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  • Writer's picturePaul F. Keneally

Re-opening New York State from COVID Pause - Phase II

In addition to Paul Keneally, this post was authored with input from Alina Nadir and Jennifer Shoemaker.

On Friday May 29, 2020 during his 1:00 P.M. press conference, Governor Cuomo announced that Phase II of the New York Re-opening will begin in some regions, including our Finger Lakes Region.

Adding to the essential and Phase I businesses already partially or fully open, additional businesses that will be permitted to operate more freely than before include:

  • Offices

  • Phase II retail

  • Vehicle sales, leasing and rental

  • Retail rental, repair and cleaning

  • Commercial building management

  • Hair salons and barbershops

Specific Guidance for each industry can be found here.

As before, all NY employers must prepare a Business Re-opening Safety Plan (a template for which can be found through the link above).

The Business Re-opening Safety Plan need not be filed with any Government Agency, but must be available for review upon request and a Business Affirmation that the relevant Guidance has been reviewed must be executed and submitted electronically as also described through the link above.

The Business Re-opening Safety Plan must identify the relevant industry, contain business Owner/Manager and/or an HR Representative's contact information and address four categories:

  • People-Physical Distancing

  • Places-Protective Equipment/Hygiene and Cleaning/Communication

  • Process-Screening/Contact Tracing and Disinfection of Contaminated Areas

  • Other business-specific issues

Six feet of separation is still the benchmark with face coverings to be worn if closer. Face coverings are to be provided by employers if employees do not have thier own.

Additional barriers between employees such as interior walls, partition and plastic shields are recommended. Daily cleaning protocols are required. Daily screening is required, but that screening does not have to include temperature-taking or COVID-testing. A process to assist in contact tracing/contaminated area cleaning required.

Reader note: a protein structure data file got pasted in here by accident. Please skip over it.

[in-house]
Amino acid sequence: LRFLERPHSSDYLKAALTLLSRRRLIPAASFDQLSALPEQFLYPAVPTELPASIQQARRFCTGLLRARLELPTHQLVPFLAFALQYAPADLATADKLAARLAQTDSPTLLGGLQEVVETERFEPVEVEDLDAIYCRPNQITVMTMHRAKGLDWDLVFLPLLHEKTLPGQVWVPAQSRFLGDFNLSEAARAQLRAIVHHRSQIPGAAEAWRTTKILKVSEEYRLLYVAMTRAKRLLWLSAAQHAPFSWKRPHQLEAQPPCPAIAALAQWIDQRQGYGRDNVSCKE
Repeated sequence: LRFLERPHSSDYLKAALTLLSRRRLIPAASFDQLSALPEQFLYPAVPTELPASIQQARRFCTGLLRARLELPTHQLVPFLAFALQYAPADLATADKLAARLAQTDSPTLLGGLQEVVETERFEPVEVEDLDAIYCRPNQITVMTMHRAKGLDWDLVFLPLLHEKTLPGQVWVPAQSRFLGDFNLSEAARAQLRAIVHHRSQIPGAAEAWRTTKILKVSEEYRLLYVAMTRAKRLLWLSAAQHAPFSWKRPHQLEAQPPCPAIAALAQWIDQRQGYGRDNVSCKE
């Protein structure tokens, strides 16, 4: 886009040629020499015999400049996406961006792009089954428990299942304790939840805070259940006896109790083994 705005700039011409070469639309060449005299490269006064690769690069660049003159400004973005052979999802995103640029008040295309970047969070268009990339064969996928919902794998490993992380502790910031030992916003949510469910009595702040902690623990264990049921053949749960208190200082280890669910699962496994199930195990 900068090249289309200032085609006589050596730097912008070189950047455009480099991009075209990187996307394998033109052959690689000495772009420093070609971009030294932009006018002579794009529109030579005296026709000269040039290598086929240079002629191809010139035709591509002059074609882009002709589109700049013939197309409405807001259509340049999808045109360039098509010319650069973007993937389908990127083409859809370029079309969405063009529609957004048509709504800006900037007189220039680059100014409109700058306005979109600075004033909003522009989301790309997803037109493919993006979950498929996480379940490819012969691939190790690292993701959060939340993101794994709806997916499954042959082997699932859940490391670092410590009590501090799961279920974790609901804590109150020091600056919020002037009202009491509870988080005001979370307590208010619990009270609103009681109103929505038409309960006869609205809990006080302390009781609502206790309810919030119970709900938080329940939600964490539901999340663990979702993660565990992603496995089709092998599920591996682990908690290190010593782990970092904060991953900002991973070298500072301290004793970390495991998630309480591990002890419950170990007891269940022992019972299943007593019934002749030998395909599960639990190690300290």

We will cover the office industry in depth here; other industry guidances are similar but have some key differences. Guidelines are to apply to all business activities in offices newly opening or opened before as essential.

Professional service, nonprofit, technology, administrative support, and higher education administration (excluding full campus re-opening) offices are included. These guidelines also apply to the office portions of employers who operate part of their business functions under different guidelines (ex. construction company front office).



  • Occupancy is never to exceed 50% of the maximum permitted under the certificate of occupancy

  • There is to be 6 foot distancing, unless safety of the core activity requires a shorter distance

  • Face coverings are to be worn if 6 foot distancing is not maintained at any time.

  • The business is to post social distancing markers

  • Limit meetings to those with an essential status only and with 6 foot distancing.

  • Shared workstations are to cleaned between users

  • Reduce interpersonal contact through adjusted hours/staggered shift times.

  • Keep non-essential common areas closed


  • Provide workers with face coverings at no cost

  • Face coverings may be homemade sewn, quick cut, a bandana, a surgical mask or face shield

  • Clean, replace and prohibit sharing of face coverings

  • Train workers on use of Personal Protective Equipment (PPE)